As the weather news said, it started snowing this evening. It got thicker step by step so I had to walk to return to my group home. Upon returning back, I went to the library and borrowed Hideo Kobayashi's book "The clue of thoughts". Arrived at the group home, I got tired and wanted to do nothing, so I read that Hideo Kobayashi's book loosely. Today is the day we have the first session of the English conversation class, but this snow stopped it so we will have the first one the next week. Luckily, tomorrow is a day off. I want to spend my free time with that Hideo Kobayashi's book or Fernando Pessoa's "The Book of Disquiet" (although I have read this many times). Ah, I can remember that I used to drink a lot when I watched such heavy snow...
English has the words to describe the Japanese word "Kokoro". "Kokoro" means our mind and/or heart. Quoting from the book by Mark Petersen, "mind" is the "Kokoro" based on logical thinking, and "heart" is from emotion or feeling. TBH once I learned English literature at a university and have learned it for about 30 years, but still I can't distinct these "mind" and "heart". Today I thought about the "Sally–Anne test" and the words "you never understand another person's 'Kokoro'!", and faced this issue. "Another person's 'Kokoro'". Can we see that kind of thing? And I suddenly thought about how it could be in English.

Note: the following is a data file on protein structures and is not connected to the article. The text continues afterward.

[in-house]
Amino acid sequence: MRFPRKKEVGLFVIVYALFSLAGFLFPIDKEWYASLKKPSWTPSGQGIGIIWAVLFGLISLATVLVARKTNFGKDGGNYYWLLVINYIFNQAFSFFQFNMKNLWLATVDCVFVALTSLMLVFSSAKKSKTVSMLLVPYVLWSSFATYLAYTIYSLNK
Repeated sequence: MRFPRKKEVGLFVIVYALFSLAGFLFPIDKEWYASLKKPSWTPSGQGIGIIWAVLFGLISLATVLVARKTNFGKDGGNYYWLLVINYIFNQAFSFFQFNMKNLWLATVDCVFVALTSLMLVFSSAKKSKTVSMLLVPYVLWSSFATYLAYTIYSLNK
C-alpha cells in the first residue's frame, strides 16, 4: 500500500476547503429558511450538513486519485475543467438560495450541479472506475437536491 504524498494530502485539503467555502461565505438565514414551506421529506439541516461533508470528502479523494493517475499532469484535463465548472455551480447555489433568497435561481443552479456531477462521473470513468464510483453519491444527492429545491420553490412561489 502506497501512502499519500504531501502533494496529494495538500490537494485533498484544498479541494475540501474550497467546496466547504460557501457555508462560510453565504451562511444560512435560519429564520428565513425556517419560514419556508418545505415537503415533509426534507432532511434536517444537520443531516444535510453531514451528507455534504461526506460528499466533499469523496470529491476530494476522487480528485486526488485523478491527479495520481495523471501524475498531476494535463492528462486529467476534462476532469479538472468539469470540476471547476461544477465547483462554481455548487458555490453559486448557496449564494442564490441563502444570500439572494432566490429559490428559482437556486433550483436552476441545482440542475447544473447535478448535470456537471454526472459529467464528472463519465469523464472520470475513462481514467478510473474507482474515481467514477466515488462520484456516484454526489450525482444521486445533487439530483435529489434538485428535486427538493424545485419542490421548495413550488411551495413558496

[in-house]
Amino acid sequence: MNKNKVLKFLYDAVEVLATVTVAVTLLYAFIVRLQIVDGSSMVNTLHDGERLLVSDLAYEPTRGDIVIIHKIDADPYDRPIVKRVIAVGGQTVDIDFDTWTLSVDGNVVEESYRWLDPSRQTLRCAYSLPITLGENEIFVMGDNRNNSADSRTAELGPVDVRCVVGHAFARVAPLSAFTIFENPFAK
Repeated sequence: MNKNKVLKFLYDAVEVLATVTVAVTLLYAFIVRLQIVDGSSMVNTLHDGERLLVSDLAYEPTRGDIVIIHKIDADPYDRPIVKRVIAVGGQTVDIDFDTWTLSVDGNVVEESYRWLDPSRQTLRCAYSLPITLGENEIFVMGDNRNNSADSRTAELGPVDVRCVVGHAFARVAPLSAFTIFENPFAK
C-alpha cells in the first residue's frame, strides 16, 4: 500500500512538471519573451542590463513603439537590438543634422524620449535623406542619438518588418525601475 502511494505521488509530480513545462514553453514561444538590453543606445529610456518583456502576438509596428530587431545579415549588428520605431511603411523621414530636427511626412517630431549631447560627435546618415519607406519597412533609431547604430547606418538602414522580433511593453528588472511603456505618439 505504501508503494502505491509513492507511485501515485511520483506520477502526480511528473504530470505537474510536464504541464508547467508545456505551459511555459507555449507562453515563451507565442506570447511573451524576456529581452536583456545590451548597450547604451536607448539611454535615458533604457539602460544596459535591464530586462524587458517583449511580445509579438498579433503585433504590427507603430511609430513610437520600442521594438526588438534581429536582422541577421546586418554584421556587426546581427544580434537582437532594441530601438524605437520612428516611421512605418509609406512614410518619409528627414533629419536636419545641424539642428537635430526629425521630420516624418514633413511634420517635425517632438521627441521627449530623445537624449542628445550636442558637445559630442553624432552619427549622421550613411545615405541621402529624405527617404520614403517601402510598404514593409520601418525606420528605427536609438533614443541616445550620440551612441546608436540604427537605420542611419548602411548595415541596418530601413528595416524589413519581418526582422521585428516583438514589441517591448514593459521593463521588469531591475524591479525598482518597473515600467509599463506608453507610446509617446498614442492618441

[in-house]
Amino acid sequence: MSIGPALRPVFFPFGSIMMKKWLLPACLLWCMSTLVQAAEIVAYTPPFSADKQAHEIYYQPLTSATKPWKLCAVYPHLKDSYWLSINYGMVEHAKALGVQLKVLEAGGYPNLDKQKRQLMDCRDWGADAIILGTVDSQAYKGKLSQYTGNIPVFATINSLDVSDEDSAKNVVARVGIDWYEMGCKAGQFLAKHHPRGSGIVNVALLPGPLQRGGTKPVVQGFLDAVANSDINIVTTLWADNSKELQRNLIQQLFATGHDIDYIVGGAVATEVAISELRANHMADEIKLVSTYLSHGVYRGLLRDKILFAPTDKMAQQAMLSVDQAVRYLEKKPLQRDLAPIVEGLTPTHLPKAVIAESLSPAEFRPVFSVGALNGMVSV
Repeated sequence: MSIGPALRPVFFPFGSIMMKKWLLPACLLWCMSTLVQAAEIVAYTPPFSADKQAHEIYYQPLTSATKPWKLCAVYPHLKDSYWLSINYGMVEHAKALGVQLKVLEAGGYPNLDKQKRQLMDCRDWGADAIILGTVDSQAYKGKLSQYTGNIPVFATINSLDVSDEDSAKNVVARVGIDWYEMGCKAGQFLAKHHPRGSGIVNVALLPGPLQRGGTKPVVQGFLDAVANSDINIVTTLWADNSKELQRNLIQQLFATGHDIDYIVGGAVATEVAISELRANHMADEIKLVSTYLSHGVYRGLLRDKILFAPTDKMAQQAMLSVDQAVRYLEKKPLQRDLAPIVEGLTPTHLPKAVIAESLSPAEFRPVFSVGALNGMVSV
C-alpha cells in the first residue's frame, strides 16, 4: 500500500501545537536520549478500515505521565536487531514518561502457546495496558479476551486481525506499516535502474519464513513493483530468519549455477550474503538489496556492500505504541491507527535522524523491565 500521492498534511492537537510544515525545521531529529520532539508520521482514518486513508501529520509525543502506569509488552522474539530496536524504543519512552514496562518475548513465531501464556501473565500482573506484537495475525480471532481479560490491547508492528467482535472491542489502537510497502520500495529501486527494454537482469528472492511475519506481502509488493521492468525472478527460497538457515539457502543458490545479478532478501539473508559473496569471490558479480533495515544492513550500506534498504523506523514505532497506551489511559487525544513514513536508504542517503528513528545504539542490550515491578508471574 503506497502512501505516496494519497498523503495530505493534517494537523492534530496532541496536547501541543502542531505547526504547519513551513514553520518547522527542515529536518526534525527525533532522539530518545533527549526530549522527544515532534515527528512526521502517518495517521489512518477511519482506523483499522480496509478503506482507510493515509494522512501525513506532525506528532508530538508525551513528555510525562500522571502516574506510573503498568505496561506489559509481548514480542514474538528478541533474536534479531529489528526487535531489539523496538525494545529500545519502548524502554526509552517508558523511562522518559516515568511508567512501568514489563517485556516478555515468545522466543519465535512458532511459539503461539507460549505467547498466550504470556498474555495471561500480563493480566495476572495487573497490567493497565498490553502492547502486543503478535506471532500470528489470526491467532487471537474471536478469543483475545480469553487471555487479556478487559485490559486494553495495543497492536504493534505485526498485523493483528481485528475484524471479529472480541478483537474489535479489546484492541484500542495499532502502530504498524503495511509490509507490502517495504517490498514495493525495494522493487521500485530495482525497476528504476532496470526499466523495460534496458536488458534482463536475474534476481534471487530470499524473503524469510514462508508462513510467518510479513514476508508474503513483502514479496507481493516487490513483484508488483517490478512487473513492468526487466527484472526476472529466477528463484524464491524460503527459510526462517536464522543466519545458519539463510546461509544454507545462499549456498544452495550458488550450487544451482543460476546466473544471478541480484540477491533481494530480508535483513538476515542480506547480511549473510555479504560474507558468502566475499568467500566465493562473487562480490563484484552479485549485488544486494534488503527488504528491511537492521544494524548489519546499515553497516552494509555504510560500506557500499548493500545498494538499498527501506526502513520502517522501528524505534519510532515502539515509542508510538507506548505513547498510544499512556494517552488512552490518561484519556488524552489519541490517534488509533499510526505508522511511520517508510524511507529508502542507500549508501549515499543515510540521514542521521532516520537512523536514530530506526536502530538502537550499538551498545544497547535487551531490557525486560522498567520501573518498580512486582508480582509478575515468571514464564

I'm basically human so that kind of comment hurts my "Kokoro". "'My Kokoro' hurts"... I can see which word I should use in this case, because this says "my feeling hurts" so "heart" is the word. But then, I should use "heart" to describe another person's case because I can't read how that person feels in their feeling? Or I should use "mind" because I can't read their logical opinion? I wondered so much so asked my teacher in English conversation class. She said I can use "heart" in such a case, and it fits in my "Kokoro". But I still am wandering a little. Probably that is the evidence of being an autistic person I guess.
I don't know about the "Sally–Anne test" to explain to you well. Just I want to say that autistic people have a handicap for reading other people's thoughts so sometimes they do strange things. Indeed, I have often been blamed as "an idiot who can't understand other's 'Kokoro'". Me, I have thought about why their moods change so often. Ah, once I even wished I could be a machine instead of having this "Kokoro" (emotion and ration), and believed that it must be a strength. But now I never think so. If I threw my "Kokoro" away forever, I would lose something important. Like Tao Pai Pai from "Dragon Ball", who wished to be stronger and threw away the precious pride as a fighter (Sorry for this minor example!)